My name is Carol Hartmann and I'm from
the University of the Witwatersrand in South Africa.
I'd like to discuss some basic principles and
concepts in musculoskeletal anatomy that are useful for
understanding how the skeletal system functions, and
clinical applications of musculoskeletal anatomy.
The structure of the peripheral nervous system is
another important concept related to the musculoskeletal system, and
I encourage you to also review the introductory lecture on the nervous system.
In this lecture, we will begin by discussing bones and how the microstructure and
classification of a bone relates to its function
in the musculoskeletal system, and its blood supply.
We will also discuss how these concepts relate to fractures and fracture healing.
Next, we will discuss the compartmental arrangement of
the limb muscles and functional classification in muscles,
relating these concepts to muscle dysfunction.
Finally, we will discuss the classification of joints,
relating the structure of joints to their function and stability,
an important concept when discussing dislocations.
Let's start by discussing the bones.
Knowledge of bone microstructure allows us to
understand how forces can be distributed through bones.
The commonest histological type of bone within
the adult skeleton is lamellar or mature bone,
in which the bone matrix is laid down in layers.
Lamellar bone can either be classified as cortical bone
(also known as compact bone) or trabecular bone
(also called cancellous/spongy bone).
Cortical bone is found on the cortex or outer surface of bones,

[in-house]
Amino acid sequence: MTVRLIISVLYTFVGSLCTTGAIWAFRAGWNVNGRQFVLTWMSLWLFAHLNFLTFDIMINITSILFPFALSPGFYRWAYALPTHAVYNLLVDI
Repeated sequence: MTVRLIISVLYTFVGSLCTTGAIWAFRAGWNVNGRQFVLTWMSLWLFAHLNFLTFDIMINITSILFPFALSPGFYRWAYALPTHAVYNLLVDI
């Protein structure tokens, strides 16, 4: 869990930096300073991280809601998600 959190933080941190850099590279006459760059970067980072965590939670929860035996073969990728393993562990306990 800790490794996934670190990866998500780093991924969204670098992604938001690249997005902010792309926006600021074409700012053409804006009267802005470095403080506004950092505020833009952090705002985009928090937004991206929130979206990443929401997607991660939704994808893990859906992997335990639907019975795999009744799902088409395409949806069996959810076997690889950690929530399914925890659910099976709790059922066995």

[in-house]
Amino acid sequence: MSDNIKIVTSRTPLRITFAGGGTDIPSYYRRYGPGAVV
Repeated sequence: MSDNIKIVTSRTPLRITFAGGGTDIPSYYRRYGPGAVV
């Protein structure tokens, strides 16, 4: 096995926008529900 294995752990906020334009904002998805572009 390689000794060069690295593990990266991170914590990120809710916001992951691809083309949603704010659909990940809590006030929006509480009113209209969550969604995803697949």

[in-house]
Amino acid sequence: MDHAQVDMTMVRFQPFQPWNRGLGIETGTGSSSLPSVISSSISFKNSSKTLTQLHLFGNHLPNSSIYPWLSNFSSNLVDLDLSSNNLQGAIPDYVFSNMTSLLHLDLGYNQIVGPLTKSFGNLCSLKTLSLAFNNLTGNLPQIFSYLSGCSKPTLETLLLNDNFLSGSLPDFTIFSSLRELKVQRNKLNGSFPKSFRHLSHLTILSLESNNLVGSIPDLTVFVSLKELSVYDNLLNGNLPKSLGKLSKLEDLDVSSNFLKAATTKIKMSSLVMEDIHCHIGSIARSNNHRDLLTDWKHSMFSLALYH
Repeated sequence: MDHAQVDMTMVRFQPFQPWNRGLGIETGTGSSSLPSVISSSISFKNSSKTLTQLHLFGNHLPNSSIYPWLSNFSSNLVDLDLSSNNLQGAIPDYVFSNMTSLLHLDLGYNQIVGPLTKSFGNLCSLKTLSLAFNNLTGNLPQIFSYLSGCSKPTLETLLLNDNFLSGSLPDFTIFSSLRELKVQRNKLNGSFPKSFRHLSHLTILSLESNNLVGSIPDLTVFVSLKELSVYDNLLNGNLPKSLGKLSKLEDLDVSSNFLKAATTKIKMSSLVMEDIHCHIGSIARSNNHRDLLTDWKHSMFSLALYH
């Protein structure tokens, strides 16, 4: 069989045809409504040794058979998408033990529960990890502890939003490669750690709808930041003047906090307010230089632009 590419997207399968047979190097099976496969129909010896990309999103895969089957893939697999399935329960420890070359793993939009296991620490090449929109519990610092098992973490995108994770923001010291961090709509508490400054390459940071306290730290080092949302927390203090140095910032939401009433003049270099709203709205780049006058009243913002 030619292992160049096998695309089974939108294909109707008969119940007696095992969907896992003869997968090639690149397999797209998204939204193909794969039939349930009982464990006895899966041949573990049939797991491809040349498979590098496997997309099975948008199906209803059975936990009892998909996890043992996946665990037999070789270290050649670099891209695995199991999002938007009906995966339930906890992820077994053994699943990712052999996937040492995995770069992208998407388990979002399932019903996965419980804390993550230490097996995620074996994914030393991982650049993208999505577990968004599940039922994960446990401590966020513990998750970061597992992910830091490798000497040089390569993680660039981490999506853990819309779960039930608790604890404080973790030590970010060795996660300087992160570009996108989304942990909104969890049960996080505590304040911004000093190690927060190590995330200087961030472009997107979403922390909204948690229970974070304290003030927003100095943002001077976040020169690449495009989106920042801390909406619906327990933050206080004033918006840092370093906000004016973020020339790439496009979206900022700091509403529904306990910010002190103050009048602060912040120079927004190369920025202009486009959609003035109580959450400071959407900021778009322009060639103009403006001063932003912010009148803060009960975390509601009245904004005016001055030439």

although in some instances,
the entire thickness of the bone will be composed of cortical bone.
In cortical bone, the layers of the bone matrix, minerals
and cells are arranged circumferentially around
a central canal that contains blood vessels and nerves.
Each central canal and the surrounding circumferential layers are called an 'osteon'.
Osteons resist force that acts parallel to the long axis or length of the osteon.
As the long axes of osteons are parallel,
cortical bone is best able to resist force from a single direction,
such as the forces that occur during muscle contraction or weight bearing.
In trabecular bone, the cells and bone matrix are arranged in spicules
or trabeculae, pointing in different directions like poles in scaffolding.
Each trabeculum is able to withstand
compressive force acting parallel to its long axis or length.
As the trabeculae are arranged in multiple directions,
trabecular bone withstands force from multiple directions, and is
therefore found in areas of bones which experience forces from multiple directions.
Trabecular bone is found deep to
cortical bone, and the arrangement of the bone into trabeculae
allows the amount of bone in an area to be
increased while keeping the weight of the bone to a minimum.
Bones either lie within the axial skeleton